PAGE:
CBS19, CARLY HAYNES
A virtual roundtable was held on Thursday to discuss the status of broadband across the Commonwealth, including parts of Central Virginia.
It included Governor Ralph Northam’s Chief Broadband Adviser Evan Feinman, Representative Abigail Spanberger (VA-5), industry partners, and other broadband-specialized groups.
Feinman estimates 350,000 homes and businesses don’t have broadband access in Virginia.
In 2018, Northam created a goal of statewide coverage taking no more than 10 years. Since then, 108,000 connections have been made.
Aside from access, there’s a large affordability problem. According to Feinman, 1-to-1.5 million Virginians qualify as low- or moderate-income. In times of financial stress, the Internet is one of the first bills to go unpaid.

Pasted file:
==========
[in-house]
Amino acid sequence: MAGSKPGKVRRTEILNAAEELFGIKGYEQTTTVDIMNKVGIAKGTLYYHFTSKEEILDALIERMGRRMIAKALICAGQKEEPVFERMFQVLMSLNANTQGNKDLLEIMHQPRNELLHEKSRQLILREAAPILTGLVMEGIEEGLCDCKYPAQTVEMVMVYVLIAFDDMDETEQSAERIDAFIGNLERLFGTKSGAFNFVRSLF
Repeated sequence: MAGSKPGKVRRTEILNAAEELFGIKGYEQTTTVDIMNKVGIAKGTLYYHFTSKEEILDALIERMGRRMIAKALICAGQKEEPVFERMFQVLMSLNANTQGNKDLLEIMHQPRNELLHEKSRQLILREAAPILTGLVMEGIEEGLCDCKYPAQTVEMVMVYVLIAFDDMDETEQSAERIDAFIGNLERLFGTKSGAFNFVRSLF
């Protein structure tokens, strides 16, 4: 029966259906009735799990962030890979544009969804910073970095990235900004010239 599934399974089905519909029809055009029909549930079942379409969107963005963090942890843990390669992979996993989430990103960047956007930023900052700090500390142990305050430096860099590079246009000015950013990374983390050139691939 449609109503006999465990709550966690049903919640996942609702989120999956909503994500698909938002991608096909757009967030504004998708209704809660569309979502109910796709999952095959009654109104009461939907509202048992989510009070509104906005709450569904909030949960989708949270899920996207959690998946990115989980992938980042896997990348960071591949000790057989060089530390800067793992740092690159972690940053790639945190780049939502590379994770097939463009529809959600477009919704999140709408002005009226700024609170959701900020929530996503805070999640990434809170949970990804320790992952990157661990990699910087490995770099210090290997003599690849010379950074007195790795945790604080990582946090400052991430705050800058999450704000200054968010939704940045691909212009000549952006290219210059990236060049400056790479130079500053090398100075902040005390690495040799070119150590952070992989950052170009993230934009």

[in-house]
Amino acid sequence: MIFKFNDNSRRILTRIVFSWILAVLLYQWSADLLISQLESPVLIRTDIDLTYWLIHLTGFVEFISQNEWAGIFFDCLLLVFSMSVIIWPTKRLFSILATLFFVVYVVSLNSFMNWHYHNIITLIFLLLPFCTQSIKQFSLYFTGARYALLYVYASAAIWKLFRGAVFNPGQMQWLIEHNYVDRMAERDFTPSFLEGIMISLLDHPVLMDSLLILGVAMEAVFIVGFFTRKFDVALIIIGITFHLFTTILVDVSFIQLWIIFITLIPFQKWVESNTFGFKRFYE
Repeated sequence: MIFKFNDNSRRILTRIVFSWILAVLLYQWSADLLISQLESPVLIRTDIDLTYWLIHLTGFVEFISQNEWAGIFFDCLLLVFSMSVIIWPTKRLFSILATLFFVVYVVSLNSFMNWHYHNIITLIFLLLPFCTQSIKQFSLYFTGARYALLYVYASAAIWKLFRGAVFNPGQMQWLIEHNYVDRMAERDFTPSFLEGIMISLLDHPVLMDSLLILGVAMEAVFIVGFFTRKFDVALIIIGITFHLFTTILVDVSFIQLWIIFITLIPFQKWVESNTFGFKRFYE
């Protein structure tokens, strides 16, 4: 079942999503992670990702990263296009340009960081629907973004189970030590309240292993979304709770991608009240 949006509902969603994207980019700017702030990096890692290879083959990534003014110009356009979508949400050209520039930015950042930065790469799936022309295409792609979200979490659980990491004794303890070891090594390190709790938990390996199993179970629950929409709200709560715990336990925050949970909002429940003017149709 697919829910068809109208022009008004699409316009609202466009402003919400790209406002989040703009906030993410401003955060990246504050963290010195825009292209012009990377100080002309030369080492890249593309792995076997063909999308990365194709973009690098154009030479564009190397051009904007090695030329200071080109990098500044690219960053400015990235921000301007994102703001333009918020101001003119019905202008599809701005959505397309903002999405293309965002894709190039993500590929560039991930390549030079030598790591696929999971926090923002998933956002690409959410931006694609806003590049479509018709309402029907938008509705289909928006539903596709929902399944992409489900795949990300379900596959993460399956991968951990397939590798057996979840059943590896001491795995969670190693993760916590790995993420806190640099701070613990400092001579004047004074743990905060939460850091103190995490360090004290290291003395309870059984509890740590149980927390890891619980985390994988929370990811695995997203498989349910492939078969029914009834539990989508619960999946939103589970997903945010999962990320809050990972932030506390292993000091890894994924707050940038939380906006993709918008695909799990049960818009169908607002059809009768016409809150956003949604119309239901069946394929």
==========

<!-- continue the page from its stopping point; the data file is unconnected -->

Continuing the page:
While telecom providers aren’t turning off Internet access, bills can still accumulate over time. He says this means Virginians are restricted from core services, which are especially imperative during coronavirus.
“It’s young children whose educational quality is diminished, or right now, non-existent if they can’t tele-educate; it’s the elderly who can’t avail themselves of telehealth; it’s our veteran population who can’t access telehealth or telepsychiatry,” Feinman said. “And those are the most people living in rural areas on a per capita basis.”
Feinman said they hope to get tens of thousands more Virginians online by this time next year.
To learn more about broadband in the Commonwealth, you can go here.